I believe that Scotland, due to the oil industry, has a number of ex-foreigners who after, say, 30 years see themselves as Scots.

Though, the Swedish Social Democratic Party can be characterized as nationalistic in that they supported state and communal support for everyone living in Sweden. But then we have the troubled relation with the Sami people in Norway, Sweden, Finland and Russia, the Romani, Jews, and the locals in Tornedalen (who speak Meänkieli, a version/dialect of Finnish) which could be characterized as ethnonationalism.

The Sami group was one of the issues in 1905 in the discussion around the absolve of the Swedish-Norwegian Kingdom (a personal union).

The Swedish Social Democratic Party's name is Sveriges socialdemokratiska arbetareparti (SAP), to contrast against the Danish and German ones.

Nationalism can be said to be a part and motivator of the European welfare states ideology.

Remarks:
With regards to the Same people, they are named as Sami on Wikipedia about Scandinavia, so I changed to that. Ditto with the Tornedals.

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  • Your example of the Swedish Social Democratic Party’s policy doesn’t strike me as nationalistic in any way. On the other hand, the only difference in the names of the Swedish, German and Austrian social democratic parties that I can make out is the Swedish one explicitly stating workers’ party – nothing in any way nationalistic. – Jan Mar 4 at 14:12
  • What’s the name of the German one? – Andrew Grimm Mar 5 at 2:16
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    SPD sozialdemokratische partei deutschland – Stefan Skoglund Mar 5 at 2:20
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Two reasons: (1) That is not its name, and (2) it doesn't like to be reminded of its history.

Its correct (English) name is the Scottish National Party, not "Nationalist." It was founded by the merger of the center-left National Party of Scotland and the center-right Scottish Party.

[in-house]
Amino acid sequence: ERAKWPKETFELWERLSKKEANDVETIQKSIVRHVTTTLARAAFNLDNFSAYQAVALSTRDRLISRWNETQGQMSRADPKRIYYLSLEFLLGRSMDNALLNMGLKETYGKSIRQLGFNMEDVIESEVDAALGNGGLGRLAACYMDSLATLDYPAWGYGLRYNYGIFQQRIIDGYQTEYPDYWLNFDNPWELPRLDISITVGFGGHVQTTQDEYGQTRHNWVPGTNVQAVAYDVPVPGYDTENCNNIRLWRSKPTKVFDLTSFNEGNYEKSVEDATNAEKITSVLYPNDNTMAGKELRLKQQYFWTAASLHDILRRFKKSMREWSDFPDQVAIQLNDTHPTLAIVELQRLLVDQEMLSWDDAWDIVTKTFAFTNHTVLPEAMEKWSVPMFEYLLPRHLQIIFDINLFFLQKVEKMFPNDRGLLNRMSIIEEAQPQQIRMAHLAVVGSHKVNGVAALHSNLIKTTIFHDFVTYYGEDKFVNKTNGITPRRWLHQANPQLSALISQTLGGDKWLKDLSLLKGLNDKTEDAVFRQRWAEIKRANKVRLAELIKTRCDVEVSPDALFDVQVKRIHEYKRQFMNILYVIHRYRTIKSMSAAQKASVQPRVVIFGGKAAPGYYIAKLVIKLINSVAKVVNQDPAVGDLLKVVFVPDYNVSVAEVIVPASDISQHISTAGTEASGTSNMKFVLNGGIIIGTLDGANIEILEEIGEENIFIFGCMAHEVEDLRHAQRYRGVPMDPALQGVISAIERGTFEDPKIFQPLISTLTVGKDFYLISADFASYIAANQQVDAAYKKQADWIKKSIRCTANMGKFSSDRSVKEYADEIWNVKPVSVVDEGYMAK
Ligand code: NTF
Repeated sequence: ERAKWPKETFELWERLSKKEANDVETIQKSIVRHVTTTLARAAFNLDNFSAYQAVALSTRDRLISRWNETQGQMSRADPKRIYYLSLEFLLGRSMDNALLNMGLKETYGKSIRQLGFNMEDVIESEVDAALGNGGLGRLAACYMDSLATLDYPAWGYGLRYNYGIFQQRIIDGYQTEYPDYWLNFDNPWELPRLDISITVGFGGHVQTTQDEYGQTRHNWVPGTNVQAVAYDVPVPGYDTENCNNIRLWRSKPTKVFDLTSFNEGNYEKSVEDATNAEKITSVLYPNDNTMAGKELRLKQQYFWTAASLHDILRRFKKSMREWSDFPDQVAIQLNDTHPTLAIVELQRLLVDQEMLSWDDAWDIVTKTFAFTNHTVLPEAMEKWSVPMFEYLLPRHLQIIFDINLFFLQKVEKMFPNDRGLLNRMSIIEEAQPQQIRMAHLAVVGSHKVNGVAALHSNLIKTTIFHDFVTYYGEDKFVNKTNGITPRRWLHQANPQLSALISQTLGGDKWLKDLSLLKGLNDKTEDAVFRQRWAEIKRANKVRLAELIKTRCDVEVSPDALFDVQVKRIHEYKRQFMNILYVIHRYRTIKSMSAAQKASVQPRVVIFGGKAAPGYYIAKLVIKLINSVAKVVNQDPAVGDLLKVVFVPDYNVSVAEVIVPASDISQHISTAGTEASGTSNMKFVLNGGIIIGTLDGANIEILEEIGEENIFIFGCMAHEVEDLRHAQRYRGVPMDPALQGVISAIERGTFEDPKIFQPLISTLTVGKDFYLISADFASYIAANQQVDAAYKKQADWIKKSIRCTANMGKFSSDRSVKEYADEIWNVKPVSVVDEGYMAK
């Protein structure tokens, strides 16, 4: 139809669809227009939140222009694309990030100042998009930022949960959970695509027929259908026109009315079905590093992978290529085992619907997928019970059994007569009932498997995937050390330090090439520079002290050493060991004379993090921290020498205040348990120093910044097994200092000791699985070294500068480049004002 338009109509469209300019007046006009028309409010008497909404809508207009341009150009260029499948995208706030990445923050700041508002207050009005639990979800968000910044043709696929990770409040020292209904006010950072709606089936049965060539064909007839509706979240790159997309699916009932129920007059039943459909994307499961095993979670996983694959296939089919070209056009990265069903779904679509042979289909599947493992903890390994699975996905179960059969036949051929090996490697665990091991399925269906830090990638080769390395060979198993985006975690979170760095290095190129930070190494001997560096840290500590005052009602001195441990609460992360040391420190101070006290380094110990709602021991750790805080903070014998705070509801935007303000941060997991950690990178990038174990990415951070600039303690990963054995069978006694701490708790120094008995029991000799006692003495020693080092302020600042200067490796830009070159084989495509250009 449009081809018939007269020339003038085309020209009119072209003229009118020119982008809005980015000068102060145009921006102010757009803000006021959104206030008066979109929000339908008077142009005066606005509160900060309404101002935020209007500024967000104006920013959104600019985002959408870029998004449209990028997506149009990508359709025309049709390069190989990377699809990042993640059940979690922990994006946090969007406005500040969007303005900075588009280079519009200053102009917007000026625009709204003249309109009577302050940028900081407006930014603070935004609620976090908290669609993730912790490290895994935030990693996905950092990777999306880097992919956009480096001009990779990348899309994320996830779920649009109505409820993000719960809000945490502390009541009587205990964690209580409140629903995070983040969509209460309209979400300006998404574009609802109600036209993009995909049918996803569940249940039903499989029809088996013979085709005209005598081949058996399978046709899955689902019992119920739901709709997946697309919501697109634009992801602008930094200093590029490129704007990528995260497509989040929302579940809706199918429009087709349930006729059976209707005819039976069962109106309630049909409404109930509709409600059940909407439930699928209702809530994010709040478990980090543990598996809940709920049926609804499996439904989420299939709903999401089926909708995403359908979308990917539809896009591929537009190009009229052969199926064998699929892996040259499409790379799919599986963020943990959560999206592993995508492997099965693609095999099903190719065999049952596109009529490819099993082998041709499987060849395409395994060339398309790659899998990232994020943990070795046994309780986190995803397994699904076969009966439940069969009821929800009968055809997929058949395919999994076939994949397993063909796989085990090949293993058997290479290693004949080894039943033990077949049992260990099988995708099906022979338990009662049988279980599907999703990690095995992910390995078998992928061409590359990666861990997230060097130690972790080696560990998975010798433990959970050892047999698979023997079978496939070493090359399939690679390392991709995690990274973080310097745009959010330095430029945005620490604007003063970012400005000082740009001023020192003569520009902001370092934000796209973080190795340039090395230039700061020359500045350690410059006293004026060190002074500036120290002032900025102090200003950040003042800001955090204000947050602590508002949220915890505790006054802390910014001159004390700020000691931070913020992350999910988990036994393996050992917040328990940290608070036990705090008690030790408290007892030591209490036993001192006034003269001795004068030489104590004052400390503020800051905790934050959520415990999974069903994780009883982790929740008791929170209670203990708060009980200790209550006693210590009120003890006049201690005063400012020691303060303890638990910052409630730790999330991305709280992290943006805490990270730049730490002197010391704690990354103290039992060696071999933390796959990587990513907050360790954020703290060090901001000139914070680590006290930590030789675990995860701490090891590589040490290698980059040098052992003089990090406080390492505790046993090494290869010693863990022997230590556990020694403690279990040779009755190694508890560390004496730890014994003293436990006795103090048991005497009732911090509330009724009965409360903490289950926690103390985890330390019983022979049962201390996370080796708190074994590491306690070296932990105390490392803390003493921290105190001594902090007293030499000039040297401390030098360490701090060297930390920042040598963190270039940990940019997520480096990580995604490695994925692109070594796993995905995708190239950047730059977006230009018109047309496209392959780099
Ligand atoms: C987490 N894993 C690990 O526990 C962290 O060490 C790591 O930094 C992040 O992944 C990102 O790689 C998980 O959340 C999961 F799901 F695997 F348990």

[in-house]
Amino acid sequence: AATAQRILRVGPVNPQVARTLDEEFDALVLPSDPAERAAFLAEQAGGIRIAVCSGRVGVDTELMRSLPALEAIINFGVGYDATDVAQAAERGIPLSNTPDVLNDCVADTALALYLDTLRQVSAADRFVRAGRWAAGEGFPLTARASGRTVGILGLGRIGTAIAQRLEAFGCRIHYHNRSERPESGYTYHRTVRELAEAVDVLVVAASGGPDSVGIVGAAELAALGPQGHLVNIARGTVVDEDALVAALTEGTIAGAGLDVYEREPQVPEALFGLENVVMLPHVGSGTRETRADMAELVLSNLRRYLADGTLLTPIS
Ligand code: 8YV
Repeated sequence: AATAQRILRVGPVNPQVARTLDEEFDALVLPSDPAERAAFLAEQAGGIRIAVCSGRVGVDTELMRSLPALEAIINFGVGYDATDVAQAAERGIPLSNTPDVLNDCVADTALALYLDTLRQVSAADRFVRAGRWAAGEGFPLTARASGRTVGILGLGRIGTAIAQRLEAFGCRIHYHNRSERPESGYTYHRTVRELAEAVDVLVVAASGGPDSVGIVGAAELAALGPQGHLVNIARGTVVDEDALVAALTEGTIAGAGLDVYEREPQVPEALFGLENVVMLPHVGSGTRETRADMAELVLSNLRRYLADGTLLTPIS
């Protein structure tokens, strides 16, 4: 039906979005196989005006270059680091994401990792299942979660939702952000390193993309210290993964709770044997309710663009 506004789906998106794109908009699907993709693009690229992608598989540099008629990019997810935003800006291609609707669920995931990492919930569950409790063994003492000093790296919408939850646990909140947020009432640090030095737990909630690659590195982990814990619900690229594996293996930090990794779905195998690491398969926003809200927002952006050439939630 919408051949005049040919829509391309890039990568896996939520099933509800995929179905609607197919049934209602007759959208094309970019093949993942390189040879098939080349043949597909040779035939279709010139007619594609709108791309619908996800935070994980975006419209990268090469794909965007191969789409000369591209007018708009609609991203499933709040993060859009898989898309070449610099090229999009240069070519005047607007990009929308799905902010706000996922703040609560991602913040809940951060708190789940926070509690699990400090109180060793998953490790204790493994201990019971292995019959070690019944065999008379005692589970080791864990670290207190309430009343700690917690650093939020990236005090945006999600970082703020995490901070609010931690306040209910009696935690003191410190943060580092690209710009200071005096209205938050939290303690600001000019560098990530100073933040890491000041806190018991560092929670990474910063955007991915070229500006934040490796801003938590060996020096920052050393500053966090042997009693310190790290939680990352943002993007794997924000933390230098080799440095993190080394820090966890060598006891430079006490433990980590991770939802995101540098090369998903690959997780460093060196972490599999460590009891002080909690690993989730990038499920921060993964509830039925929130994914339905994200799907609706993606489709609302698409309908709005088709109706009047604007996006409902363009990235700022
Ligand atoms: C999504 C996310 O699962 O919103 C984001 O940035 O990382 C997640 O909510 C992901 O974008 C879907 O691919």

Until the 1960s the SNP did not have a clear ideology, beyond the vague notion of "representing the Scots".

In the 1960s and 70s the dominant political party in Scotland was the (UK-wide) Labour Party, and the SNP changed its position to challenge Labour from the left, with policies such as nationalization of industry, social housing, a minimum wage, nuclear disarmament, etc. In 1979, Alex Salmond, who later became party leader, was expelled for attempting to take the party even further to the left.

Its near-monopoly position representing Scotland in the Westminster Parliament, following the collapse of Scottish Labour support and the Independence Referendum, seems almost an accident of history, but the SNP doesn't like to be reminded of its back-story before that!

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    This is an opinion, not fact. Do you have any source for this? – Polygnome Mar 3 at 19:48
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    The first point is a good one: Similarly Nicola Sturgeon, leader of the SNP, is unlikely to object to being called "a member of the female sex" / "a member of the Scottish National Party", while being called "a female sexist" or "a Scottish Nationalist" means something completely different. Point 2 could benefit from some sources being cited to stop being completely opinion-based, but I'm not sure it's actually relevant to the question even then. – Chronocidal Mar 4 at 10:16
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    Point 2 does nothing to point out anything about the term nationalist being applicable to the SNP prior to them choosing to challenge Labour from the left. As it stands, there is nothing in your explanation that warrants the label nationalist. – Jan Mar 4 at 14:15